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County military bases to be sold off

The paperwork officially describes it as ‘estate optimisation’, but what the Ministry of Defence has really embarked upon is a massive cost-cutting property sell-off.

And Shropshire, with its proud military history, is taking its fair share of the pain.

Copthorne in Shrewsbury, Tern Hill in Market Drayton, and Donnington in Telford are in the firing line. Indeed, the ‘optimisation’ in Shrewsbury began months ago.

Clive Barracks at Tern Hill, home to the first battalion of the Royal Irish Regiment, is also to be sold off to make way for up to 600 homes.

And in Telford, Parsons Barracks and Venning Barracks which have been a key part of the ordnance depot at Donnington for more than 70 years, have been named among 13 further sites earmarked for sale.

Who knows what the sell-off will mean for Tern Hill’s landmark barracks on the side of the A41? In Telford, the MoD says it wants to maintain Donnington’s role as a significant logistics depot, and wants the barracks buildings to be used for commercial, rather than residential use.

But it is still a significant fall from grace for the giant ordnance depot which was once the largest of its kind in the world.

For that, you have to cast your mind back to the days before the outbreak of the Second World War.

Long before the blueprint for what would become Telford, the quiet countryside town of Donnington was selected to store a vast arsenal of ordnance that was being built-up to fight the potential threat from Germany.

The original home of the Royal Army Ordnance Corps was at Woolwich Arsenal. But, because it was a mere 40 minutes away from German airbases in World War Two, its contents had to be moved to a safer, more distant base, in the heart of the British countryside.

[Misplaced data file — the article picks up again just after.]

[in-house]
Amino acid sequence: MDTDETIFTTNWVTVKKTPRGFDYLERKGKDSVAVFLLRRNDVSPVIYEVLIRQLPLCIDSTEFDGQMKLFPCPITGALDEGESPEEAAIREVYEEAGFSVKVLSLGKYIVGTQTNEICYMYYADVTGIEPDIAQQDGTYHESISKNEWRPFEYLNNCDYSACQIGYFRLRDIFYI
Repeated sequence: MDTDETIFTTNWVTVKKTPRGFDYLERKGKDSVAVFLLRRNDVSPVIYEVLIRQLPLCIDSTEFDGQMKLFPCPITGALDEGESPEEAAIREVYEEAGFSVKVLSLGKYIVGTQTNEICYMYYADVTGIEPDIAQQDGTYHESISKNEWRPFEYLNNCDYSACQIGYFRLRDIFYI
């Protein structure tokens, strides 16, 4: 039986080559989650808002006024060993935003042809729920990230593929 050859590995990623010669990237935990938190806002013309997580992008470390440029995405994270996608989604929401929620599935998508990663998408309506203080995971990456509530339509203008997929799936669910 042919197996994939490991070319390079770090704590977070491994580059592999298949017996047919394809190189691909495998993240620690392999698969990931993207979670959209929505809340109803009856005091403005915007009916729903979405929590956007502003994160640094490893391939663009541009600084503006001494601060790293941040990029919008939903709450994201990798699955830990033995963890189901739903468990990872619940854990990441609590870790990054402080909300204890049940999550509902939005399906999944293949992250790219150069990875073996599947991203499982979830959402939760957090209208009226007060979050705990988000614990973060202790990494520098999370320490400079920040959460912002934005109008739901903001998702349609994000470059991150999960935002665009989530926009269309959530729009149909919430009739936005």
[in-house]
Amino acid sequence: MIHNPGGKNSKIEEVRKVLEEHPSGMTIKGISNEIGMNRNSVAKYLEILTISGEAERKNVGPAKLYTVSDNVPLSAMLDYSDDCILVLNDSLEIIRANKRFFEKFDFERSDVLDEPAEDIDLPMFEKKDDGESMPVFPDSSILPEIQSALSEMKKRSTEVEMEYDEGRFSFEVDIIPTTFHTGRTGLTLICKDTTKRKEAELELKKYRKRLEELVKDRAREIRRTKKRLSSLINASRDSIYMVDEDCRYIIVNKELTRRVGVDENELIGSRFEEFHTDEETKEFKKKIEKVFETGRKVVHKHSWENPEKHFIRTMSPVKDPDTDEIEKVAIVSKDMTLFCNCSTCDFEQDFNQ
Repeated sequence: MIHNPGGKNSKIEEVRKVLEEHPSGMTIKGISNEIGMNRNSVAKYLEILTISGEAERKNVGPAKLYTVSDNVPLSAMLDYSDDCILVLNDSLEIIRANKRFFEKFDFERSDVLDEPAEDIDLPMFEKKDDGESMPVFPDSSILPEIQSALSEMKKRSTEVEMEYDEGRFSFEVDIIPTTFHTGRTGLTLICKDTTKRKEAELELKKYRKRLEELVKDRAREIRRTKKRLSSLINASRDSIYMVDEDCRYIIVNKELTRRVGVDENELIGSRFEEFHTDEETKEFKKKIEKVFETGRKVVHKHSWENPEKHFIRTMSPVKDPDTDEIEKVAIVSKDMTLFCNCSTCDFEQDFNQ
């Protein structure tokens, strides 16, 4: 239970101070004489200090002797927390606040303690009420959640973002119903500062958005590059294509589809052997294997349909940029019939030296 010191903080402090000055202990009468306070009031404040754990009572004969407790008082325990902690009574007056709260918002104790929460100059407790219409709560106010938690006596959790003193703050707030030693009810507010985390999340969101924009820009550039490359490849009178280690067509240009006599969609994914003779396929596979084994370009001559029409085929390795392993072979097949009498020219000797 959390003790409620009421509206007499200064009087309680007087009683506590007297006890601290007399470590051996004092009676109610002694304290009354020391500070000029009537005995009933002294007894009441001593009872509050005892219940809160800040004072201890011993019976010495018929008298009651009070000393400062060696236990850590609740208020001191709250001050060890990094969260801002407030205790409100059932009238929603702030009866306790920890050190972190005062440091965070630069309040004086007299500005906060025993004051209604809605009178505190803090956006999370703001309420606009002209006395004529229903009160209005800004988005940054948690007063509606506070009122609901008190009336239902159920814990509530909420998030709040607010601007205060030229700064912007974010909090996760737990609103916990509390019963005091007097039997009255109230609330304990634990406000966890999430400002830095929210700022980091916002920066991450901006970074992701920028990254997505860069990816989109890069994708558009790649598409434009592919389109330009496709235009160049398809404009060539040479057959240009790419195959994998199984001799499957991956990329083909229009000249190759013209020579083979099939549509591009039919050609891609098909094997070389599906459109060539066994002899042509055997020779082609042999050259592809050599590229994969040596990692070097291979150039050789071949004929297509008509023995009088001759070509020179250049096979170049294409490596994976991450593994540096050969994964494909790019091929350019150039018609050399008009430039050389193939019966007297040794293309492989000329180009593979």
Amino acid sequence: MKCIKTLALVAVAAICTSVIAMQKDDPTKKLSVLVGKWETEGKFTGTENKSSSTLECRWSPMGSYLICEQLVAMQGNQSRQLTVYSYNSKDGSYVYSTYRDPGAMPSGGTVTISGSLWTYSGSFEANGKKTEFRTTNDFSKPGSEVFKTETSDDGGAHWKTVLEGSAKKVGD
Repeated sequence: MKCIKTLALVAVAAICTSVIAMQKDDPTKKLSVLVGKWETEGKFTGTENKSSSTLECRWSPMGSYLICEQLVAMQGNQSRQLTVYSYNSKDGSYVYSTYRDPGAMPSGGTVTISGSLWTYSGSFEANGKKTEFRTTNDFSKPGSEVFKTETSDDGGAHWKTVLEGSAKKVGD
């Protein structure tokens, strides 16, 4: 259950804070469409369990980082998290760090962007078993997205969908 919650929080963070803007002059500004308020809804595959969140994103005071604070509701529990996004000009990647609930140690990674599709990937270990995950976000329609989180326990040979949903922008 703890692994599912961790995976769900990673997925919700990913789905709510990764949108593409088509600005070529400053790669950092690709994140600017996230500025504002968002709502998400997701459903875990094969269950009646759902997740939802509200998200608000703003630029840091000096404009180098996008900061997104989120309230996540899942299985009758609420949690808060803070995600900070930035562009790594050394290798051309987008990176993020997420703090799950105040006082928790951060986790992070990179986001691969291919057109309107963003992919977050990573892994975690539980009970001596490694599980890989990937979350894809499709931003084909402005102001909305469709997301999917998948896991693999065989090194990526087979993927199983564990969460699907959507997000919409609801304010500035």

This was Donnington in Shropshire – nowhere near completion in June 1940. The construction task which had been scheduled to take several years in peacetime was squeezed into just a few wartime weeks.

Many civilian families moved from the Woolwich area up to makeshift housing in Shropshire.

Swarms of builders and contractors, hundreds of soldiers and a constant stream of trucks and railway trains carried on the business of both creating and operating what had become the largest ordnance depot in the world. 

The depot was responsible for the storage and supply of all warlike stores for the army to all theatres of war – guns of all calibres, tracked self-propelled gun mountings, tanks, wireless, radar, and later, all supersonic equipment. 

The full story of the development of the Royal Army Ordnance Corps and how it efficiently supported the British Army in several theatres of war and very different fighting conditions is told in the new book: War on Wheels: The Mechanisation of the British Army in The Second World War by Philip Hamlyn Williams. 

His family has first-hand experience – Philip’s father, Major-General Leslie ‘Bill’ Williams commanded the RAOC in World War Two. 

It’s a fabulous, fascinating read, charting the rise of Donnington in the wake of the Dunkirk evacuation in 1940, which will give encyclopaedic joy to students of Shropshire’s military history. 

The book recalls: “Donnington had been chosen by the War Office as the perfect site for the new depot, exactly the opposite of the depot in Woolwich which it was to replace. 

“There were problems – being located far enough away from vulnerable conurbations might mean safety from bombing, but it also meant being a good distance from the workforce. 

“Hence the need for housing, but that would take time – and time was one thing they didn’t have. 

“One result of the Dunkirk evacuation was that there was no shortage of troops in England and so sufficient numbers were soon drafted into Donnington, but to a life under canvas until Nissen huts could be erected. 

“This was a low priority, given the need to safely store what little hadn’t been left behind in France.” 

Brigadier Charles de Wolff was made commanding officer designate of the new depot – and the book recalls how he managed to persuade Wellington District Council to help create the community we know today, initially building 500 new houses with money made available by the Treasury.





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